The 2015 Paris climate agreement was signed by 195 countries, with most pledging to reduce their emissions of carbon dioxide and other planet-warming gases. Many countries have a long history of subsidizing fossil fuels, and it seems logical that removing these subsidies — as the G20 group of nations has agreed to do — would help them to achieve their Paris climate commitments. However, in a paper in Nature, Jewell et al.1 report a comprehensive and convincing analysis suggesting that reforming these subsidies would cause only a modest reduction in global CO2 emissions. Nevertheless, I think that there is an urgent need for broader reform of fossil-fuel prices to fully reflect the costs associated with global warming and other environmental considerations.
Subsidy reform would increase domestic fossil-fuel prices to match the production costs. Its impact on the climate would therefore depend on how energy demand is affected by these higher fuel prices — for example, through people driving less, power generators switching to cleaner fuels such as those from renewable energy sources, and households and businesses adopting energy-saving technologies. Because these responses are inherently uncertain, Jewell et al. used five different models to assess the consequences of subsidy reform. These models compared projections of fuel use and CO2 emissions with and without subsidy reform by region or country, using diverse assumptions about future economic growth, technological trends, energy prices and so on.
The authors found that removing all fossil-fuel subsidies would have a limited impact on global energy demand by 2030 (a reduction of about 1–4%). In addition, the share of energy from renewable sources would rise by less than 2%, and global CO2 emissions would fall by only 1–4% (under both low and high oil prices). Consequently, in most regions, the CO2 reduction from subsidy reform would fall far short of what is needed to meet the Paris climate pledges (Fig. 1). The exceptions are regions such as Russia, the Middle East and North Africa, where subsidies are heavily concentrated and pledges are less ambitious.
There are two main reasons for the generally modest impact of subsidy reform on CO2 emissions. The first is that coal (the fossil fuel that emits by far the most CO2 per unit of energy) currently receives little subsidy. Instead, 60% of subsidies are for oil, and the remainder is largely for natural gas and for the electricity generated from fuels (see Figure 2a of the paper1). The second reason is that global subsidies have declined sharply, from US$570 billion in 2013 to $330 billion in 2015.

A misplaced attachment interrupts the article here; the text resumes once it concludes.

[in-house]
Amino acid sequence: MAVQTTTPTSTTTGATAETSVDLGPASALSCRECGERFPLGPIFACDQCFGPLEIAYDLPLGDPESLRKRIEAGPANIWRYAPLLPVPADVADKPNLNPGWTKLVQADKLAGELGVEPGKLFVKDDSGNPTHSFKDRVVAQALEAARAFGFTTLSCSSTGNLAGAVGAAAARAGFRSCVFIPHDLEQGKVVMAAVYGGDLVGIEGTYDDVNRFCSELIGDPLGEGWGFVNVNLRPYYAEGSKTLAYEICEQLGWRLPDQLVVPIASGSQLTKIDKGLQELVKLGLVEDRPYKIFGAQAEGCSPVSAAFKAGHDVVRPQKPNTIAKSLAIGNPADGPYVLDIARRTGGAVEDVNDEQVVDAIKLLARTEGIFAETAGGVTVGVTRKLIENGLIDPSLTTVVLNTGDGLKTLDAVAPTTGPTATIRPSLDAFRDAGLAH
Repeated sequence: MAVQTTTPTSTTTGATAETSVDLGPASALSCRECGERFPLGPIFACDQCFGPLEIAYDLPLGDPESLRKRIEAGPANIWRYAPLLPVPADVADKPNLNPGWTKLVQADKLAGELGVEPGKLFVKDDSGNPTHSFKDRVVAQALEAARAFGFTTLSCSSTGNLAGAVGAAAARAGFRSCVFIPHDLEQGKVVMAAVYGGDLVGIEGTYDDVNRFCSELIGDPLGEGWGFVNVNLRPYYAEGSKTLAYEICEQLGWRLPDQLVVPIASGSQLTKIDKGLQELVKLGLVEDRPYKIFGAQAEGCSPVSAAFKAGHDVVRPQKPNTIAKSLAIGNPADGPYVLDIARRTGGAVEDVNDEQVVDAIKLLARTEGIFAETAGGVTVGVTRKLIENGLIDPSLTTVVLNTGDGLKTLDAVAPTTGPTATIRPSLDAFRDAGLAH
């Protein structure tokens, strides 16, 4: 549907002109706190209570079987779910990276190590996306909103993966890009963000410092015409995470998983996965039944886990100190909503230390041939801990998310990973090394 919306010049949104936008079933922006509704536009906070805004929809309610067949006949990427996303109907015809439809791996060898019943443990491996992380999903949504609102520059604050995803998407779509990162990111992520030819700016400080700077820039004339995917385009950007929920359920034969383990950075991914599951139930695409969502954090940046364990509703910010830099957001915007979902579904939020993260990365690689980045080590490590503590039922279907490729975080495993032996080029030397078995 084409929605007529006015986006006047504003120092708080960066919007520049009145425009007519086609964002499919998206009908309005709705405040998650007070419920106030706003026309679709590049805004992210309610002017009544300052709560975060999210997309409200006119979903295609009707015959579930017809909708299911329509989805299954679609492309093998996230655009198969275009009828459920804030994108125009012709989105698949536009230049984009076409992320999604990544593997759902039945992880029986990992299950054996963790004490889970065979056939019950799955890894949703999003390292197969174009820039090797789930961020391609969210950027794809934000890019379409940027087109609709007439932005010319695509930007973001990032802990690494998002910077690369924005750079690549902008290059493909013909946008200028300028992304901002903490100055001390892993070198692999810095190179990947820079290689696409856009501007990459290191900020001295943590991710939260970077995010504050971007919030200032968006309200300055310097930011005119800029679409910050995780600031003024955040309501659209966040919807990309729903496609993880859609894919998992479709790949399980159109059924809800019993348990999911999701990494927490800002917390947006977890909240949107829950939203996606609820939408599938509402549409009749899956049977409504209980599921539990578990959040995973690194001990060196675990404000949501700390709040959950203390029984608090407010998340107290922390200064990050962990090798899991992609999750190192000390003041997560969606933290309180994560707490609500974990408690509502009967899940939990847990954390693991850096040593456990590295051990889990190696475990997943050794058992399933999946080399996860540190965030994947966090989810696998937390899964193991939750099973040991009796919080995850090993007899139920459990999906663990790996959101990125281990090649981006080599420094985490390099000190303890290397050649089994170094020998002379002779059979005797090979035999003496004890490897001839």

However, I think that reform of fossil-fuel prices needs to go well beyond aligning them with production costs. Fuel prices should also reflect the consequences of their use for global warming and other environmental considerations, such as the costs of deaths resulting from air pollution and, in the case of road fuels, traffic congestion and accidents. Furthermore, prices for fuels purchased by households should include the general sales or value-added taxes that are applied to other consumer products.
A study2 in 2017 estimated that if fossil-fuel subsidies had been defined more broadly to reflect undercharging for environmental costs and general taxes, as well as production costs, these subsidies would have totalled $5.3 trillion in 2015 (6.5% of global gross domestic product). Furthermore, the study suggested that if prices had fully accounted for production costs, global and domestic environmental impacts and general taxes in 2013, global CO2 emissions would have been 21% lower than they were, air-pollution deaths associated with fossil fuels would have been 55% lower, and government revenues as a percentage of gross domestic product would have been 4% higher.
Broader reform of fossil-fuel prices is therefore urgent for both developed and developing countries. However, such a reform must be carefully crafted to enhance the prospects for success. A comprehensive plan should be developed, in consultation with stakeholders, that has clear goals and timetables. It should specify the taxes to be cut or the public investment programmes to be expanded, using revenue raised by fuel-price reform. In addition, there should be measures to compensate low-income households for the effects of higher energy prices and to help workers who might lose their jobs in energy-intensive industries.
Researchers and international organizations (such as the International Monetary Fund, World Bank and the Organisation for Economic Co-operation and Development) have an important role in providing information and guidance to help policymakers drive forward subsidy reform and communicate the case for reform to the public. The information required includes the fossil-fuel prices that countries should adopt, both to meet their Paris climate pledges and to reflect the broader environmental costs.
But it also includes the effect of reform on energy systems, the economy, fiscal balances and vulnerable groups, and the trade-offs between higher fuel prices and other policy approaches, such as requirements for energy efficiency and renewable fuels. Analysis of ongoing reform experiences in different countries could also help governments to navigate around the political obstacles.
Rigorous studies, such as that by Jewell and colleagues, are essential. But there is a need to focus these studies on the broader reform issues discussed here, for which the stakes are especially high.
Nature 554, 175-176 (2018)
Sign up for the daily Nature Briefing email newsletter
Stay up to date with what matters in science and why, handpicked from Nature and other publications worldwide.